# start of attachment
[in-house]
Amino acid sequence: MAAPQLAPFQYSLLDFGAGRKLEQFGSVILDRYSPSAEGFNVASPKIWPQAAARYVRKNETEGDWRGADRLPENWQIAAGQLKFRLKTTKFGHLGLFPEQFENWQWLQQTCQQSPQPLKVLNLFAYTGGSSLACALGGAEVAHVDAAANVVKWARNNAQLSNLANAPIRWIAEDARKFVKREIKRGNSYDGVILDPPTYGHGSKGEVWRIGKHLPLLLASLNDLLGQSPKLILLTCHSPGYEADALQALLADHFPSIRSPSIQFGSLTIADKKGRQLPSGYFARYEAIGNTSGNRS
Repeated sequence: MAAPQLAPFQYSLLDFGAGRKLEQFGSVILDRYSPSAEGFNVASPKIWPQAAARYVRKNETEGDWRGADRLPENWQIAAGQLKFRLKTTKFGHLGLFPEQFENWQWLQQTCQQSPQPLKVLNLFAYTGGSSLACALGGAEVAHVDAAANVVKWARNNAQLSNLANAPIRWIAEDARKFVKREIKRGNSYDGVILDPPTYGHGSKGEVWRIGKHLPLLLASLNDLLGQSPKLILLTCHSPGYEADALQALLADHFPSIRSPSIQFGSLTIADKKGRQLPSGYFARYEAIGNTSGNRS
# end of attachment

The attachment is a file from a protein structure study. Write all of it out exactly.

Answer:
[in-house]
Amino acid sequence: MAAPQLAPFQYSLLDFGAGRKLEQFGSVILDRYSPSAEGFNVASPKIWPQAAARYVRKNETEGDWRGADRLPENWQIAAGQLKFRLKTTKFGHLGLFPEQFENWQWLQQTCQQSPQPLKVLNLFAYTGGSSLACALGGAEVAHVDAAANVVKWARNNAQLSNLANAPIRWIAEDARKFVKREIKRGNSYDGVILDPPTYGHGSKGEVWRIGKHLPLLLASLNDLLGQSPKLILLTCHSPGYEADALQALLADHFPSIRSPSIQFGSLTIADKKGRQLPSGYFARYEAIGNTSGNRS
Repeated sequence: MAAPQLAPFQYSLLDFGAGRKLEQFGSVILDRYSPSAEGFNVASPKIWPQAAARYVRKNETEGDWRGADRLPENWQIAAGQLKFRLKTTKFGHLGLFPEQFENWQWLQQTCQQSPQPLKVLNLFAYTGGSSLACALGGAEVAHVDAAANVVKWARNNAQLSNLANAPIRWIAEDARKFVKREIKRGNSYDGVILDPPTYGHGSKGEVWRIGKHLPLLLASLNDLLGQSPKLILLTCHSPGYEADALQALLADHFPSIRSPSIQFGSLTIADKKGRQLPSGYFARYEAIGNTSGNRS